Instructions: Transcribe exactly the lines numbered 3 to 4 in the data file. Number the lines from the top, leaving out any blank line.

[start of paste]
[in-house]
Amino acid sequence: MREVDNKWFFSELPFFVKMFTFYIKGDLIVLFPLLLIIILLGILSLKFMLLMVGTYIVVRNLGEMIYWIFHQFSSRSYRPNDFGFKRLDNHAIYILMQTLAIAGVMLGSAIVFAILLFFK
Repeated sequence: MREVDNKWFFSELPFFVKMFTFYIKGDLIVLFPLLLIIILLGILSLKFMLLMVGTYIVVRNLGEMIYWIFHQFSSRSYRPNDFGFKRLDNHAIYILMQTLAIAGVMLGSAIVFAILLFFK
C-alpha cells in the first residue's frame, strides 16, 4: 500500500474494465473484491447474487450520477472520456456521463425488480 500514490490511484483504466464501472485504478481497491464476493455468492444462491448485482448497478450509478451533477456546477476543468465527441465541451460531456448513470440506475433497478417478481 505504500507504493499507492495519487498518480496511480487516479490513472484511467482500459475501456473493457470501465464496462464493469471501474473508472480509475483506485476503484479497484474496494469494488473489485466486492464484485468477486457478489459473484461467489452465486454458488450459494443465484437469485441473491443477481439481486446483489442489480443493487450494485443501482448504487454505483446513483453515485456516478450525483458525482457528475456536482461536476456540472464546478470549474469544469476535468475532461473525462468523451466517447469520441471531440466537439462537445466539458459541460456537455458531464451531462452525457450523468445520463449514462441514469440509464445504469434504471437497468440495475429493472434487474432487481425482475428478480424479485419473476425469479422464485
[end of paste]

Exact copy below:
Repeated sequence: MREVDNKWFFSELPFFVKMFTFYIKGDLIVLFPLLLIIILLGILSLKFMLLMVGTYIVVRNLGEMIYWIFHQFSSRSYRPNDFGFKRLDNHAIYILMQTLAIAGVMLGSAIVFAILLFFK
C-alpha cells in the first residue's frame, strides 16, 4: 500500500474494465473484491447474487450520477472520456456521463425488480 500514490490511484483504466464501472485504478481497491464476493455468492444462491448485482448497478450509478451533477456546477476543468465527441465541451460531456448513470440506475433497478417478481 505504500507504493499507492495519487498518480496511480487516479490513472484511467482500459475501456473493457470501465464496462464493469471501474473508472480509475483506485476503484479497484474496494469494488473489485466486492464484485468477486457478489459473484461467489452465486454458488450459494443465484437469485441473491443477481439481486446483489442489480443493487450494485443501482448504487454505483446513483453515485456516478450525483458525482457528475456536482461536476456540472464546478470549474469544469476535468475532461473525462468523451466517447469520441471531440466537439462537445466539458459541460456537455458531464451531462452525457450523468445520463449514462441514469440509464445504469434504471437497468440495475429493472434487474432487481425482475428478480424479485419473476425469479422464485